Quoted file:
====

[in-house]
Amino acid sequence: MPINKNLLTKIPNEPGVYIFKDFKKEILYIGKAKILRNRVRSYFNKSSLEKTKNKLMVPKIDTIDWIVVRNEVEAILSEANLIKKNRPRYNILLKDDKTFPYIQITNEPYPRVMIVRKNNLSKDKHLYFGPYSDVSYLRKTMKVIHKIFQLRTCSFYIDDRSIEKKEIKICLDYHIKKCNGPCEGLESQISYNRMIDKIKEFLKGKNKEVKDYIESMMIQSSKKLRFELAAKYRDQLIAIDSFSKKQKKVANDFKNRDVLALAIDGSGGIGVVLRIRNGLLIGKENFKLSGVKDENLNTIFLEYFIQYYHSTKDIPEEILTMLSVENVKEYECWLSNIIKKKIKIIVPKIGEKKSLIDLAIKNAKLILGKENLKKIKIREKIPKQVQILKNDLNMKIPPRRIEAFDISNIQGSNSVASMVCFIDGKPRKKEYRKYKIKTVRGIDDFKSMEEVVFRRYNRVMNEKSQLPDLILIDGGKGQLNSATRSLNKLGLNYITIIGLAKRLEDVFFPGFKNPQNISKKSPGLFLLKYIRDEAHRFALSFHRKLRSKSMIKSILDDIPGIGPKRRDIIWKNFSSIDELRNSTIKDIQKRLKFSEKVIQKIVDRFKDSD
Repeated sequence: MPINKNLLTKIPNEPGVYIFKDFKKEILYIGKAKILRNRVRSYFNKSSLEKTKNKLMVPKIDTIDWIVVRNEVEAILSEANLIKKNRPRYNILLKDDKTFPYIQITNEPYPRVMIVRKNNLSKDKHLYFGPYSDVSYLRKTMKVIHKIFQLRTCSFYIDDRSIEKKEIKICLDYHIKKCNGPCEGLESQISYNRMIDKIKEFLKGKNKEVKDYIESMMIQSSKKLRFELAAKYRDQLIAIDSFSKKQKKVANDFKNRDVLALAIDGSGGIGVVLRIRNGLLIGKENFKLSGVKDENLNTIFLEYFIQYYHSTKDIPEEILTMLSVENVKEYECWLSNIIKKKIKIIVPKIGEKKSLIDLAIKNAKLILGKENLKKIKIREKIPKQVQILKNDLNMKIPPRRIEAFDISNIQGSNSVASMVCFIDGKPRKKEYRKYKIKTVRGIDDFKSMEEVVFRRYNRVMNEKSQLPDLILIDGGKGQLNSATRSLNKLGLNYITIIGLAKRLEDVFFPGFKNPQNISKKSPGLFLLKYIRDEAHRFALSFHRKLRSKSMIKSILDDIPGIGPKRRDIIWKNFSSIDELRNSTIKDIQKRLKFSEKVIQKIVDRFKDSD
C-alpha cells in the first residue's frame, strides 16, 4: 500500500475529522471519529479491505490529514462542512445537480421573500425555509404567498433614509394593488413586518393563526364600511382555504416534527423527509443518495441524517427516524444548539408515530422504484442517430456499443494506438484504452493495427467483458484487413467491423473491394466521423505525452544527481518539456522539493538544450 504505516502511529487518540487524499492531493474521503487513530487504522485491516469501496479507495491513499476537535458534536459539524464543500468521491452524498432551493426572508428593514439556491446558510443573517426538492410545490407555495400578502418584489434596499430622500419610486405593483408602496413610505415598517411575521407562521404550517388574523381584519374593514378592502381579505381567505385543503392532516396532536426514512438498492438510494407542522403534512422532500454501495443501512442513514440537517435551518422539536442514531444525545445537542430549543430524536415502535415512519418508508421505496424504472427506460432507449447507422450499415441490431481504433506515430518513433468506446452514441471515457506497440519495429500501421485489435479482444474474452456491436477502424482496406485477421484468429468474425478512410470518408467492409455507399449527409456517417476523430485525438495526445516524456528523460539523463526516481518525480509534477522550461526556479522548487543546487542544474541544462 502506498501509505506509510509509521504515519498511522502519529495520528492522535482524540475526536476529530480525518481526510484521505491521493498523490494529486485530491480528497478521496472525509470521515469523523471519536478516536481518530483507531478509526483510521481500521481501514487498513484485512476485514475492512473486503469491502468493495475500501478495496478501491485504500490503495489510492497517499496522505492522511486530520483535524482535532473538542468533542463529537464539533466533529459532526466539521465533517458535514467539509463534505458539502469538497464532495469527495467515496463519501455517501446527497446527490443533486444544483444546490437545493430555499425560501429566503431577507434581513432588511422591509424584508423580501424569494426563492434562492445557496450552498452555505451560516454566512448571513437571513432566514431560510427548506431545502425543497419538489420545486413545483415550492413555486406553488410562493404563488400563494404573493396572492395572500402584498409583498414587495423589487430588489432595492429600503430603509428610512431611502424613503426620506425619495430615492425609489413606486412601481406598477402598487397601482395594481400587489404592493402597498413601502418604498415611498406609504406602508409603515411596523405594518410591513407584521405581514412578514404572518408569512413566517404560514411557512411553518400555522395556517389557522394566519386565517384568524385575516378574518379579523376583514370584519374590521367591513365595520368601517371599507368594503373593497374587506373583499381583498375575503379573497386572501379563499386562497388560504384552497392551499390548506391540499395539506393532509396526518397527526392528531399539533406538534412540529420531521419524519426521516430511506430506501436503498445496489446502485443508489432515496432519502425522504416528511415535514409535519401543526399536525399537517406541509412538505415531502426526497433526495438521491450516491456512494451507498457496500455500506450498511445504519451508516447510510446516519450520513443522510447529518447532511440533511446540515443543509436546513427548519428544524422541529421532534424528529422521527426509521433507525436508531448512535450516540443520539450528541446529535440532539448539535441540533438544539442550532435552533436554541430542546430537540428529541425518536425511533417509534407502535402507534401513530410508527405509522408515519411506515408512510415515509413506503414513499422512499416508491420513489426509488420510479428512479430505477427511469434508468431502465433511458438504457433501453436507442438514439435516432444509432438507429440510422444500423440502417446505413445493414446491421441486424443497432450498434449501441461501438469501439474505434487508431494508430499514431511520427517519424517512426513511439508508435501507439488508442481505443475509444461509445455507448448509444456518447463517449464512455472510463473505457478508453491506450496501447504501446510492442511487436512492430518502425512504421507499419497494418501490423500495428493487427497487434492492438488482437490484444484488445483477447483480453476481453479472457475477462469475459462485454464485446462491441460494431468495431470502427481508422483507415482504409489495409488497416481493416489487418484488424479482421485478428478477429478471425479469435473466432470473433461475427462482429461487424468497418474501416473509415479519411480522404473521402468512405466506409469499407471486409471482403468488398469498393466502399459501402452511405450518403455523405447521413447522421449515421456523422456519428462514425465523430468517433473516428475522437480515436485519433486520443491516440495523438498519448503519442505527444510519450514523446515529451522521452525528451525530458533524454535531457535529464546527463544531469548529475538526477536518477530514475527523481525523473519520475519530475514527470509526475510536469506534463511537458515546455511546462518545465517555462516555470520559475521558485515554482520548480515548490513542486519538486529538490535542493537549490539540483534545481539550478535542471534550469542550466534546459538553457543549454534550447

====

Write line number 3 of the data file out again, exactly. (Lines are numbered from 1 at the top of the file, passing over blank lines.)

Repeated sequence: MPINKNLLTKIPNEPGVYIFKDFKKEILYIGKAKILRNRVRSYFNKSSLEKTKNKLMVPKIDTIDWIVVRNEVEAILSEANLIKKNRPRYNILLKDDKTFPYIQITNEPYPRVMIVRKNNLSKDKHLYFGPYSDVSYLRKTMKVIHKIFQLRTCSFYIDDRSIEKKEIKICLDYHIKKCNGPCEGLESQISYNRMIDKIKEFLKGKNKEVKDYIESMMIQSSKKLRFELAAKYRDQLIAIDSFSKKQKKVANDFKNRDVLALAIDGSGGIGVVLRIRNGLLIGKENFKLSGVKDENLNTIFLEYFIQYYHSTKDIPEEILTMLSVENVKEYECWLSNIIKKKIKIIVPKIGEKKSLIDLAIKNAKLILGKENLKKIKIREKIPKQVQILKNDLNMKIPPRRIEAFDISNIQGSNSVASMVCFIDGKPRKKEYRKYKIKTVRGIDDFKSMEEVVFRRYNRVMNEKSQLPDLILIDGGKGQLNSATRSLNKLGLNYITIIGLAKRLEDVFFPGFKNPQNISKKSPGLFLLKYIRDEAHRFALSFHRKLRSKSMIKSILDDIPGIGPKRRDIIWKNFSSIDELRNSTIKDIQKRLKFSEKVIQKIVDRFKDSD